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microplastics polluting the ocean

What Are Microplastics In The Ocean? How We Can Combat It

Plastic is everywhere in our modern world, and a lot of it ends up as microplastics in the ocean. This harms sea animals and people, but there are strategies to reduce microplastic pollution.

Plastic materials are by far the most common type of debris found in the ocean. The US and other countries must act in order to reduce the risks that microplastics pose all over the world. Learn the answers to questions like what are microplastics and where do they come from, and explore how you can join us in the fight against microplastics.

a hand holding microplastics found from the ocean

Find degree programs and online courses in marine science at Unity Environmental University.

What Are Microplastics?

As the name implies, microplastics are small pieces of plastic. Microplastics contain toxins and can absorb other toxic chemicals. These factors, combined with microplastics’ size, make them very dangerous to people and animals. Marine life may eat microplastics that are floating in the ocean and get sick.

People unknowingly consume microplastics in our drinking water and seafood. Ingested microplastics can cause cancer, diabetes, and other health problems. Furthermore, scientists still do not understand the full effects of microplastics on ocean ecosystems or humans. Consider a career in marine science to join the efforts to understand and combat microplastics.

How Big Are Microplastics?

Or, a better question may be how small are microplastics. To be considered microplastic, the piece of plastic must be less than five millimeters or .2 inches in diameter. While many microplastics are tiny spheres, they can come in different shapes.

Some microplastics are too small to be seen with the naked eye, but when scientists test water, the ocean floor, marine organisms, and people, they find varying amounts of unseeable microplastics in almost all of them. The small size of microplastics makes them more dangerous because animals of all sizes can easily ingest them, and they can easily travel through various waterways. 

Where Do Microplastics Come From?

Many microplastics are microbeads, which are small plastic beads found in exfoliants and some toothpaste and cleaning products. Microbeads and microfibers, which are shed from clothes and other products made of textile materials, are primary microplastics because they were created to be small for specific commercial uses. Secondary microplastics are those that are created through the breakdown of larger single-use plastics such as water bottles and shopping bags. 

How do microplastics get into the ocean? They often end up in oceans and other water sources through littering, flooding, and regular water run-off. Also, water filtration systems are not able to filter out 100% of microplastics, so they remain in the water system. As we continue to use plastics on a daily basis, the increase in microplastic pollution in freshwater sources and the oceans is a major concern.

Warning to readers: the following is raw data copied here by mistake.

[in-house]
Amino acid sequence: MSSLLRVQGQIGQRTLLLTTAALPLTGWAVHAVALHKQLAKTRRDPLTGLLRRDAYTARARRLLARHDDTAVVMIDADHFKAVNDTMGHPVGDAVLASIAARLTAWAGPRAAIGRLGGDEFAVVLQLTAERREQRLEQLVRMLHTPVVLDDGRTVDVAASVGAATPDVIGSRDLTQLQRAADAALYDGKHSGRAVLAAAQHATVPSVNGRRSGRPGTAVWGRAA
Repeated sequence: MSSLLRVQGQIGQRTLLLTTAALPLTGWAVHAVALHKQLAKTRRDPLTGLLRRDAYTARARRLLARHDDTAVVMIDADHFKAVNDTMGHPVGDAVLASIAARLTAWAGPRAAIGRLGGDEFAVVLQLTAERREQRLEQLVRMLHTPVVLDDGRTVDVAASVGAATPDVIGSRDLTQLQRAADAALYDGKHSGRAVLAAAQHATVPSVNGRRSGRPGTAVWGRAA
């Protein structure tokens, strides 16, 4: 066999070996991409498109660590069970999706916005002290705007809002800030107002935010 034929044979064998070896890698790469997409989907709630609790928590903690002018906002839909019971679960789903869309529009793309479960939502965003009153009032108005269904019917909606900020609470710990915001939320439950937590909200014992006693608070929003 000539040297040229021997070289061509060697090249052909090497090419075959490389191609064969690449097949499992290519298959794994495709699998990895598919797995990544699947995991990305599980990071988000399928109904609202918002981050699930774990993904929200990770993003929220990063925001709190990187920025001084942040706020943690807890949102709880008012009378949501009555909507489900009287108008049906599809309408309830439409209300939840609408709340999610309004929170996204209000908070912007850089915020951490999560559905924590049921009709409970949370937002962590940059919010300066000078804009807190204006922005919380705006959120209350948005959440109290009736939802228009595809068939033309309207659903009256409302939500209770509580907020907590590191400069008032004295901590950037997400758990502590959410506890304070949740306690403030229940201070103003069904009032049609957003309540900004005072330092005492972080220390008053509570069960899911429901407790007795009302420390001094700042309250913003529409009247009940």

How Are Microplastics Formed?

Larger plastic debris degrades into microplastics over time. Plastics break down when they are exposed to the elements, including radiation from the sun and ocean waves. Because it takes thousands of years for plastic to decompose, they do not go away but instead continue to break up into smaller and smaller pieces. These small pieces are able to permeate through entire ecosystems.

All plastics in the ocean go through this process, but the speed at which it happens depends on the type of plastic and the specific environmental conditions. UV radiation increases the speed of plastic degradation.

How Can We Combat Microplastics In The Ocean?

Now that you can confidently answer the question, “What are tiny pieces of plastic in the ocean called?” let’s explore solutions to this issue. A range of strategies should be used to address microplastic pollution in the oceans. Individuals can focus on living more sustainably by reducing the amount of plastic they use in their daily lives and switching to reusable products when possible. Businesses can minimize plastic production used for goods and manufacturing.

Governments at local and federal levels are also stepping up to help combat microplastics. In 2015, the Obama administration banned microbeads in the US. However, more action is needed to remove the microplastics that are already in the water. Scientists are working on ways to effectively remove microplastics from aquatic environments and ways to pre-treat plastics so that they biodegrade faster. If you are passionate about the oceans and keeping them healthy, you may enjoy a career as a marine biologist

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a scientist studying microplastics using a tweezer

Start A Career In Saving The Ocean With A Degree In Marine Biology Or Marine Science At Unity Environmental University

Microplastics are just one of the issues with the oceans that marine biologists can help solve. Oil pollution and overfishing are among other concerns of marine scientists and anyone who cares about the health of our planet. A degree in marine biology or marine science can open up many doors for meaningful careers related to oceans and sea animals. For example, if you are interested in working in aquariums, you can use a marine biology degree to become an aquarist.

High school students and those without a bachelor’s degree should consider a B.S. in Marine Biology and Sustainable Aquaculture. This online degree allows students to complete courses when and where it’s most convenient for them. Already have a bachelor’s degree and looking to change fields or advance your career in marine biology? Check out the Master’s in Marine Science at Unity Environmental University.